spirocyst

spirocyst

[′spī·rə‚sist]
(invertebrate zoology)
A thin-walled capsule that contains a long, unarmed, eversible, spirally coiled thread of uniform diameter; found in cnidarians.
References in periodicals archive ?
Chemo- and mechanore-ceptors located on the supporting cells (Watson and Hessinger, 1988) control nematocyst and spirocyst discharge from the cnidocytes (Thorington and Hessinger, 1990).
Anemone tentacles contain two types of cnidae: the adhesive spirocysts and the venomous nematocysts (Thorington and Hessinger, 1996).
2001); (6) have tentacle cnidomes consisting of spirocysts, microbasic p-mastigophores, and basitrichous isorhizas in the same ratio (Hand, 1955; Giebel et al, 1988); and (7) reside in the same Subtribe (Acontiaria; Stepenson, 1935).
It is also possible that wall structure may differ with nematocyst type, just as the wall of a spirocyst differs from that of a nematocyst (e.
Finally, I found differences in spirocyst size among tissues and species to be consistent with apparent differences in the selective regimes; however, increase in spirocyst size with body size was similar for all populations, with scaling exponents similar to those reported for cell size variation within and among animal species (Munro, 1969; Munro and Gray, 1969; Maldonado et al.
Data on spirocyst sizes were collected systematically by scanning each slide (as described in Williams, 1996) and measuring maximum lengths and widths (method of Hand, 1954) of the first 20 clearly visible, intact, and unfired capsules with their long axes parallel to the plane of the slide.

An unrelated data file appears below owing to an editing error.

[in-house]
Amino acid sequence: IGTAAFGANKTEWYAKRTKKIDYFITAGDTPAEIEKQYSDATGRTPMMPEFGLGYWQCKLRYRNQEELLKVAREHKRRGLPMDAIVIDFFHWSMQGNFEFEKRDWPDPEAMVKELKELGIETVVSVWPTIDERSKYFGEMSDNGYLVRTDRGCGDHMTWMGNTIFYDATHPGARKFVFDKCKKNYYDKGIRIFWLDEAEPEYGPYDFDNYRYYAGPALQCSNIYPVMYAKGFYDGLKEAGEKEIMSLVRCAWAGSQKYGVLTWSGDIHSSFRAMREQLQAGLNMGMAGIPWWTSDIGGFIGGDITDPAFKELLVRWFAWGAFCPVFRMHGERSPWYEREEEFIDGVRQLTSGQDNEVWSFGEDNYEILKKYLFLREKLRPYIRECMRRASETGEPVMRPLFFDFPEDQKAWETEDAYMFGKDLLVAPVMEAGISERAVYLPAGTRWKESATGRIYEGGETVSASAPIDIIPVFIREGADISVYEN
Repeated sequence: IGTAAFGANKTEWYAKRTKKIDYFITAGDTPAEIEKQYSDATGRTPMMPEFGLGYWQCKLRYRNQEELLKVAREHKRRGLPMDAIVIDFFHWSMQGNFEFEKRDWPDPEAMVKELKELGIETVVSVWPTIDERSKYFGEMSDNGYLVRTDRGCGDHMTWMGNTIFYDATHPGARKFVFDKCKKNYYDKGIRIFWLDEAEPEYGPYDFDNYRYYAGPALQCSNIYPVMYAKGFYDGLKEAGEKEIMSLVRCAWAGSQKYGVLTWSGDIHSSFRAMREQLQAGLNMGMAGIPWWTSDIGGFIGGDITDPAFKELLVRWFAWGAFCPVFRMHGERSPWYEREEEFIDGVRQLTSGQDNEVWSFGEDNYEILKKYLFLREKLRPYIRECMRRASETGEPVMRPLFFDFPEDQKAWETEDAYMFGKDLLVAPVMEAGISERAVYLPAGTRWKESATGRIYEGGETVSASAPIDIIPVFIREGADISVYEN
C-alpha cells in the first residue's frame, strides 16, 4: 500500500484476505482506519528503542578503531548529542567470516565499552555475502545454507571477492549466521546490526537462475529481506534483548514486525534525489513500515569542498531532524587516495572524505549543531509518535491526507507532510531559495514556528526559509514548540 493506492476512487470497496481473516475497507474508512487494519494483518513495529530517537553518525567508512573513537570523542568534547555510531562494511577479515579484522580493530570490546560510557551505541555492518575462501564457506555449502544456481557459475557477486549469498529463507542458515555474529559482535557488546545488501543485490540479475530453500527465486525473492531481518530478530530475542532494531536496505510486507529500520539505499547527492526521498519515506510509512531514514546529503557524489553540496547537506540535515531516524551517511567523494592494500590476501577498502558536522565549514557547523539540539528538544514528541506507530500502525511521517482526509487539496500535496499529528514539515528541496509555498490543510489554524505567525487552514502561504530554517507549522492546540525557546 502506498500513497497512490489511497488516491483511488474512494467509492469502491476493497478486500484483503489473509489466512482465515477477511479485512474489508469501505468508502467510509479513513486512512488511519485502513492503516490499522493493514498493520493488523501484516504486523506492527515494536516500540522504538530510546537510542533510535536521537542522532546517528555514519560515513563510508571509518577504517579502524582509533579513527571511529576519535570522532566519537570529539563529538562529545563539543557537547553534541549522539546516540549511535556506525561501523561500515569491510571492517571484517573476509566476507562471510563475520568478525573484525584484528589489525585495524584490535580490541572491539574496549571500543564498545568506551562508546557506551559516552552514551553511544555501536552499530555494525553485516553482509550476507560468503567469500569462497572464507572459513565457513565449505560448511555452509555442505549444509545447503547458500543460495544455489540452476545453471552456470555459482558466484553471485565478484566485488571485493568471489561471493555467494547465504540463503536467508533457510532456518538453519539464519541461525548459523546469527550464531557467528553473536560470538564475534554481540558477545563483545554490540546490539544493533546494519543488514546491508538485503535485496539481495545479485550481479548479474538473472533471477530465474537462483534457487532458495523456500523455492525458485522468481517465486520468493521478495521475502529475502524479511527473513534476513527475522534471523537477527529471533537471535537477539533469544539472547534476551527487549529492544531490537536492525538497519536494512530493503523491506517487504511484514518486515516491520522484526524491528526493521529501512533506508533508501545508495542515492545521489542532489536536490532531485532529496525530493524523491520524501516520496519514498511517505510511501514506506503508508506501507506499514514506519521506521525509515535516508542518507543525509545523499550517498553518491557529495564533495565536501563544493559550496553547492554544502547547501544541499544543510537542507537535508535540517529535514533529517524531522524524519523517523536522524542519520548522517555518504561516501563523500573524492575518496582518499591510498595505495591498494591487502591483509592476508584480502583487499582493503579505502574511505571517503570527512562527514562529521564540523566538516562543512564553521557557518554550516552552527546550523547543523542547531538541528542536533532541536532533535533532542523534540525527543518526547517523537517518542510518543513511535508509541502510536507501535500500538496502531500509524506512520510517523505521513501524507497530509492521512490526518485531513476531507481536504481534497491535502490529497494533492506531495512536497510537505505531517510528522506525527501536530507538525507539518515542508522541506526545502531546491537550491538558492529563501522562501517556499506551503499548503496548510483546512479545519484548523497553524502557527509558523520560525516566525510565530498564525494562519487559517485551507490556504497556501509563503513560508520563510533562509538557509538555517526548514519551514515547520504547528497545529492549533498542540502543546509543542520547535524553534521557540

To compute scaling exponents, anemone wet weights and mean dimensions of the spirocyst capsules were transformed to common logarithms (base 10) for analysis.
The force required to remove an average discharged spirocyst or nematocyst from tentacles is the "intrinsic adherence.
Four parameters were measured to analyze nematocyst-mediated adhesive force: total adhesive force; number of discharged nematocysts; number of discharged spirocysts; and adhesive force in tentacles in which nematocyst and spirocyst discharge had been inhibited by pretreatment with formaldehyde to measure tentacle stickiness.
The combined dose-responses of Type B and Type C CSCCs to NANA for nematocyst discharge, spirocyst discharge, and adhesive force are characteristically biphasic ([ILLUSTRATION FOR FIGURES 2a-c OMITTED], open circles; Thorington and Hessinger, 1990).
On the basis of the adhesive property of everted spirocyst tubules and the penetrating and venomous properties of mastigophores (Mariscal, 1974), it has been commonly inferred that penetrant nematocysts principally envenomate and immobilize prey, while spirocysts principally attach stung prey and inert substrates to the tentacles (McFarlane and Shelton, 1975; also, "Spirocysts are adhesive organelles which function both in prey capture and substrate attachment," Mariscal et al.
s] is the intrinsic adherence of spirocysts, expressed as mgf/spirocyst;